You'll Go Blind If You Keep Doing That: Erectile Dysfunction Drugs Linked to Serious Eye Problems – Gizmodo
Drugs known for helping men with erectile dysfunction may come with a higher risk of vision problems than currently thought. In new research out Thursday, scientists have documented an association between three serious eye disorders and drugs including Viagra and Cialis; the findings might prompt the need for added warning labels on these medications, the authors say, though the individual risk for experiencing these complications does appear to be very small.
Commonly used erectile dysfunction drugs such as sildenafil (sold under the brand name Viagra) and tadalafil (Cialis) primarily work by inhibiting an enzyme known as PDE5 that is found in the smooth muscle cells that line certain blood vessels. As a result, the drugs dilate these blood vessels and increase blood flow to specific parts of the body, including the penis during times of sexual stimulation. These drugs also can be used to treat high blood pressure linked to lung problems (pulmonary hypertension), and tadalafil is approved to help treat the symptoms of an enlarged prostate.
But no drug comes without some unwanted effects. PDE5 drugs have been linked to vision problems for quite some time, including a few serious complications. In 2005, the Food and Drug Administration required the makers of Viagra, Cialis, and Levitra to add a warning label about the association between their drugs and ischemic optic neuropathy (ION), a condition that can lead to permanent vision loss.
There have been case reports of other eye-related conditions tied to PDE5 use in the years since. And that made the researchers behind this latest study, published Thursday in JAMA Ophthalmology, curious about whether these reports were pointing to a real trend.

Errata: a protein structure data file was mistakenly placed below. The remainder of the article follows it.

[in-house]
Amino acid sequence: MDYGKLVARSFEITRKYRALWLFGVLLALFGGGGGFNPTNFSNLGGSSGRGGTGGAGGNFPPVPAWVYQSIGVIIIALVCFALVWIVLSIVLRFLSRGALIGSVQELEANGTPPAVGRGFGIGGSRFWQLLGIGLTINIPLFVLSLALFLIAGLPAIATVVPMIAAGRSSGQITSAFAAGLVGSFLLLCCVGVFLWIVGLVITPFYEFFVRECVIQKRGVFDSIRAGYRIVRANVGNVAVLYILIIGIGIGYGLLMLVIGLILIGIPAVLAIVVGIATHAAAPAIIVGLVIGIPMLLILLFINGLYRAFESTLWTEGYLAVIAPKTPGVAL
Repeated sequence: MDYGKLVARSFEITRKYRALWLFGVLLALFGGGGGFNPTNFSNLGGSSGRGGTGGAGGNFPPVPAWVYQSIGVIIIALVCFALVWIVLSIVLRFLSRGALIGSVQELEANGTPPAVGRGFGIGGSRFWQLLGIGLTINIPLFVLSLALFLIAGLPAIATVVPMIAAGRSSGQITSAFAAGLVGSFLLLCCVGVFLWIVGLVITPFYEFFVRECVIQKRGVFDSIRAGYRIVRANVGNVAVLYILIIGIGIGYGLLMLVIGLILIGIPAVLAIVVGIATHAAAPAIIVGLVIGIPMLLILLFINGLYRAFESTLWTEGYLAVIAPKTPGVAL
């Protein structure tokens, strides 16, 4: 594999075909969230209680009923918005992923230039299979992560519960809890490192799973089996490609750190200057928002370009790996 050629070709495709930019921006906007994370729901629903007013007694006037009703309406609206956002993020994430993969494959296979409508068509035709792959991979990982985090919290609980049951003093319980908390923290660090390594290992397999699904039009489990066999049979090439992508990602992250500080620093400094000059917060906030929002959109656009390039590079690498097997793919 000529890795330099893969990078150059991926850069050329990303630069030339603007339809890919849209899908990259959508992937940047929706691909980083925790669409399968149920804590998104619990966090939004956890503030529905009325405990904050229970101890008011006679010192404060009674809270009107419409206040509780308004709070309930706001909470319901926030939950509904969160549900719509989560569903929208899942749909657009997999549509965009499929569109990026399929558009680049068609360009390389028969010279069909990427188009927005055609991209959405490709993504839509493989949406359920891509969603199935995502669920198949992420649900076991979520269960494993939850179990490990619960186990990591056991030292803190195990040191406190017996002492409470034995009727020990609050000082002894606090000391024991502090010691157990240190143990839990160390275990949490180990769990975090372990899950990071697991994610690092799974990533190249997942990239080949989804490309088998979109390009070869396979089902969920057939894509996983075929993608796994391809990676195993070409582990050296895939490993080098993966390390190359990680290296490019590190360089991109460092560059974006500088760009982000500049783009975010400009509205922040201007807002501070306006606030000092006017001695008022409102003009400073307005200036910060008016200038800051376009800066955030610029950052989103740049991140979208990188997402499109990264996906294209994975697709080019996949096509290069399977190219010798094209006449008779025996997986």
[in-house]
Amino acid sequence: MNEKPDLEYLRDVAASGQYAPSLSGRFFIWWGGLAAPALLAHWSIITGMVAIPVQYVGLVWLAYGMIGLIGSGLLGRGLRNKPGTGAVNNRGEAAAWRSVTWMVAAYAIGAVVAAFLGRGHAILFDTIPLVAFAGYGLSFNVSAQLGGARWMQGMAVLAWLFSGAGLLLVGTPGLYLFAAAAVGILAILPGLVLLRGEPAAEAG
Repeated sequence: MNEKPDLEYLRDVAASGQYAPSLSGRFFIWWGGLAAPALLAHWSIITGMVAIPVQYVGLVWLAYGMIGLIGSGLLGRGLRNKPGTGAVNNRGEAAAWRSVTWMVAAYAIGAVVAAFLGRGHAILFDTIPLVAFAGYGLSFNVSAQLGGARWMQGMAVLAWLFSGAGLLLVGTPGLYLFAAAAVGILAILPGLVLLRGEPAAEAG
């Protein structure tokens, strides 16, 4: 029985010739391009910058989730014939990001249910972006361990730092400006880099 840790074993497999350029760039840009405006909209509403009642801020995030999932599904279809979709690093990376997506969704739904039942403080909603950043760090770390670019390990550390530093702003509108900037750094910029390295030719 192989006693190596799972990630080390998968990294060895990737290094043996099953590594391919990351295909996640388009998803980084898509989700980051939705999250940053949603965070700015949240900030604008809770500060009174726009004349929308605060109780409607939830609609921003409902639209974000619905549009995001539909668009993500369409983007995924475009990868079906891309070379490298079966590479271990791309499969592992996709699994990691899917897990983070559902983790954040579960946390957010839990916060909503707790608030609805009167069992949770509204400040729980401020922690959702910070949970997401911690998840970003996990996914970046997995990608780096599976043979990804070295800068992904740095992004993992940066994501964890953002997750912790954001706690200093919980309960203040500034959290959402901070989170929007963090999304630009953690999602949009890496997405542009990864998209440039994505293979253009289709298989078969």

To find out, they analyzed insurance data from over 200,000 men who had been taking either Viagra, Cialis, Levitra, or Stendra. Importantly, none of these men had been diagnosed with vision problems prior to their use of these drugs. But when compared to similarly matched men not taking any PDE5 inhibitor, they were more likely to be diagnosed with ION as well as two other eye conditions, serous retinal detachment (SRD) and retinal vascular occlusion (RVO). The increased risk of these problems in PDE5 users was apparent even after accounting for other possible risk factors, such as high blood pressure.
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The findings seem to be the first from a large epidemiological study to link SRD and RVO to taking erectile dysfunction drugs. And according to lead author Mahyar Etiminan, it’s the first to quantify the added risk of these conditions. Compared to non-users, for instance, men taking these drugs were 2.58 times more likely to develop SRD, 1.44 times more likely to develop RVO, and 2.02 times more likely to develop ION. In general, they had a 85% increased risk of developing any one of these conditions.
This kind of research can’t definitively prove that these drugs are causing these conditions. But the authors suspect, Etiminan told Gizmodo in an email, that “these drugs can compromise blood flow to the optic nerve and arteries/veins of the retina.”
The authors note that the absolute odds of having any of these conditions following PDE5 use are still very small. But given that as many as 20 to 30 million men in the U.S. may have erectile dysfunction and could take these drugs, the risks are real enough that they warrant a clear warning label, they argue. They also say that people with preexisting eye problems should be more cautious about taking them.
“ION already has a warning but RVO and SRD don’t have strong warnings. We believe they should also have strong warnings,” said Etiminan, an eye disease researcher and epidemiologist at the University of British Columbia. “I would say men who have underlying ocular issues like glaucoma or retinal conditions should discuss with their ophthalmologist before starting the drugs.”
At the same time, he adds: “Men otherwise healthy should seek medical attention only if they see visual changes when taking these drugs.”
While this new study does indicate that PDE5 drugs in general can rarely cause these serious eye problems, the authors say that more research should be done to figure out whether certain drugs in this class are riskier than others.